Why Social Science? Because Collaborating Across Cultures and Beyond Boundaries Leads to Progress on the World’s Biggest Issues

By Amanda B. Clinton, Ph.D., Senior Director, Office of International Affairs, American Psychological Associations

This post originally appeared on August 26, 2019 as “Time to Change the World” in the in the American Psychological Association’s Global Insights Newsletter and is reproduced here with permission.

On Sept. 25, 2015 the United Nations (UN) established a historic plan entitled “Transforming Our World: The 2030 Agenda for Sustainable Development” which was agreed upon by the 193 Member States of the UN. The Agenda includes 17 Sustainable Development Goals (SDGs), each one addressing a critical world issue. Many of these, such as climate change, poverty, equal rights and quality education, are directly relevant to the field of psychology. Given the effort addressing the SDGs will require, it is important that psychology itself unite as a science and profession and join with other disciplines in order to reach the 2030 objectives.

How formidable is the challenge we are facing?

Recent data suggest it is extraordinary:

Collaboration between professionals and across disciplines can lead to breakthroughs for our most complex problems from cancer to poverty to disaster management. Technology and mobility should make working together easier than ever. In fact, it should readily enhance a time that many industry leaders characterize as having “very few barriers” to global collaboration with partners.

Considering the human element

It turns out that the key to solving major world issues using innovation, creative business models and global agreements is not our critical challenge. The biggest problem we face is, effectively, ourselves! That is, the political and cultural human element. The roadblocks to impactful forward-motion focused on finding solutions are our own turf wars, skepticism related to anything not produced by oneself and too many gatekeepers. This is as true in psychology as it is in any field; we are no exception.

We should, however, know better how to recognize the “it's only valuable if it's mine” approach to addressing the SDGs and how to address it — whether our efforts are at the local community level, the academic level, or the organizational and policy level. Psychological science has made meaningful contributions to the understanding of negotiation, compromise, and innovative/creative thinking. Let's better apply our knowledge to our work!

Why don't we break down siloes in our own work in psychology and work better within the profession and across professions?

When we approach any of our daily professional tasks, it behooves us, with the aim of bettering society, to ask ourselves:

  • Why stop here? (That is, in lieu of publishing or presenting a traditional paper, reach out to a different audience or in a different manner.)

  • Is there more? (That is, another perspective or resource that can strengthen a project or document?)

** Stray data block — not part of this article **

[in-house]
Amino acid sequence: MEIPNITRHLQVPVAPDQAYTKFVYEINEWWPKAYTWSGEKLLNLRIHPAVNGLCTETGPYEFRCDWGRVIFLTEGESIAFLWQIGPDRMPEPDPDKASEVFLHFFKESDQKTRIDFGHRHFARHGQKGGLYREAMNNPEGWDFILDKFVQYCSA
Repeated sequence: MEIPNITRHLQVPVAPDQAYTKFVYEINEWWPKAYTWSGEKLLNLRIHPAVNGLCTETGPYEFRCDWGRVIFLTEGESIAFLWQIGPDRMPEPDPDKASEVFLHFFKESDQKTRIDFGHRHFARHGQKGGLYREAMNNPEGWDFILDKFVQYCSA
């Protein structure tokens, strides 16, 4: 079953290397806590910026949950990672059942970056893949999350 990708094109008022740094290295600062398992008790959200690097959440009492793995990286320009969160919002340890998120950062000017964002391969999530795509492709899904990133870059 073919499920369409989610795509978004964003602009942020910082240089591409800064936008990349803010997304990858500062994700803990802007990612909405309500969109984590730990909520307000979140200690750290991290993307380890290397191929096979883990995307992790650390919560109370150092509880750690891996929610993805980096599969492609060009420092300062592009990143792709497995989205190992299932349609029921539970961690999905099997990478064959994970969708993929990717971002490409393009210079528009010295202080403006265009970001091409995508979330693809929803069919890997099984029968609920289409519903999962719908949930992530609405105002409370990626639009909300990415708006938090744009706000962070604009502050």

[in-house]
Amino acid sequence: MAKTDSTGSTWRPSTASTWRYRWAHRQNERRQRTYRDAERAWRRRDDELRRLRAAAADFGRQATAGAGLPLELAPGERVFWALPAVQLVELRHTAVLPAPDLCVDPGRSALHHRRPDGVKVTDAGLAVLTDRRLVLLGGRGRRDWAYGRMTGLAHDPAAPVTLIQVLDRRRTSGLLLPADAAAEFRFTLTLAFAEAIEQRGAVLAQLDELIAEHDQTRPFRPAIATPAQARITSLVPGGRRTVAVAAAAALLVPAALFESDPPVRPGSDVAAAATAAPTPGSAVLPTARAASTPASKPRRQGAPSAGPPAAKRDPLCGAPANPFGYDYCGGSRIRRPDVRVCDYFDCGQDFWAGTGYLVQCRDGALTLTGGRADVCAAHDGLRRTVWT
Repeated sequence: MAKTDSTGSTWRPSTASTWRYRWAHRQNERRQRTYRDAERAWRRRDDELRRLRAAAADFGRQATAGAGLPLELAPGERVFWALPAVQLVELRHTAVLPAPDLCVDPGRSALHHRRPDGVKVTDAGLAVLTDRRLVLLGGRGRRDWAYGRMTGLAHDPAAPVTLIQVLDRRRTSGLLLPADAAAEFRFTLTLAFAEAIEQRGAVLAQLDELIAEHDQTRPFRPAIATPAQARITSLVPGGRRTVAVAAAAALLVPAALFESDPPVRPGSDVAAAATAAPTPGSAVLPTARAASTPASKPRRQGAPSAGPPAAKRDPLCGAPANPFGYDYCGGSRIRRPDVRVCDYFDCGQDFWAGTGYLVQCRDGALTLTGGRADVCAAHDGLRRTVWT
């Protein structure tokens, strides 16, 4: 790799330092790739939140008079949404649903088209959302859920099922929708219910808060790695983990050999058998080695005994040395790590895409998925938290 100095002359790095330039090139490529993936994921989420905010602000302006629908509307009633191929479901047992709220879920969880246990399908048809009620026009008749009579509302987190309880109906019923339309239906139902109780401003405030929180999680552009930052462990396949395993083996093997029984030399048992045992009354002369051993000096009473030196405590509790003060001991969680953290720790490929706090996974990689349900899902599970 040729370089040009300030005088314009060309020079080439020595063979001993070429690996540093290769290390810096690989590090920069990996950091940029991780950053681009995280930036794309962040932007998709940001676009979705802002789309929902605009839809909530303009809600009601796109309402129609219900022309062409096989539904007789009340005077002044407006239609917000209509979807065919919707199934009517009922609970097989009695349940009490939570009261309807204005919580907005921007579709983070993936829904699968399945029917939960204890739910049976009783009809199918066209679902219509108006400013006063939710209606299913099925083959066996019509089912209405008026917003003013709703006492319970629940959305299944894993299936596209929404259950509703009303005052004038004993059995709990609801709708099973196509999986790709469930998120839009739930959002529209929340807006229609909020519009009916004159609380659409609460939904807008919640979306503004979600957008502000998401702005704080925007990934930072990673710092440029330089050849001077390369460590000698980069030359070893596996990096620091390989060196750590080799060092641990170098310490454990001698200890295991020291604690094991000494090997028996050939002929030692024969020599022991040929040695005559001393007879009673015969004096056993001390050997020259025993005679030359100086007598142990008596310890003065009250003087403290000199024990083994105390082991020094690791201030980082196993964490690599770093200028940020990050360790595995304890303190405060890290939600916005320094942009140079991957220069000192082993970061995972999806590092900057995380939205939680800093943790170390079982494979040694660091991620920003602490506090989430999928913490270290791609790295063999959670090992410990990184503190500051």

• Could this be bigger? (That is, does one's work have the potential to partner with an organization, a business or a training program in a new way?)

  • Am I being open, flexible and deciding to trust? (That is, share ideas and information, listen to feedback, and continue to grow in lieu of increasing resistance or barriers.)

  • Is this about the mission/vision or about me? (Requires no further explanation.)

Collaborating across cultures and growing beyond boundaries of self-interest offers a way forward when it comes to progress on the world's big issues. In fact, technical solutions to many of the world's greatest challenges exist. Let us, those who study and understand human factors, share ideas widely and challenge ourselves to move beyond our own borders and boundaries to truly work at a global level. With more of this, we will be able to address the major issues of our time.

AMANDA CLINTON, MEd, PhD, is the senior director for the APA’s Office of International Affairs. Prior to joining the APA, she served as professor of psychology at the University of Puerto Rico, where she specialized in culturally relevant program adaptation, social emotional learning and neuropsychology, notably of bilingualism. She is a licensed clinical psychologist and a credentialed school psychologist with experience in community clinics, pediatric hospitals, schools, academic settings, and public policy. Her scholarly work includes publication of “Integrated Assessment of the Bilingual Child” and numerous peer-reviewed papers and book chapters, as well as associate editorship of several journals. She has won many professional awards, including a Fulbright Scholarship, Faculty for Undergraduate Neuroscience Educator of the Year Award and a AAAS Congressional Fellowship which she completed in the office of Senator Chris Murphy, D-C.T., where she helped write the Mental Health Reform Act. She earned her master’s degree at the University of Washington and her doctoral degree at the University of Georgia.

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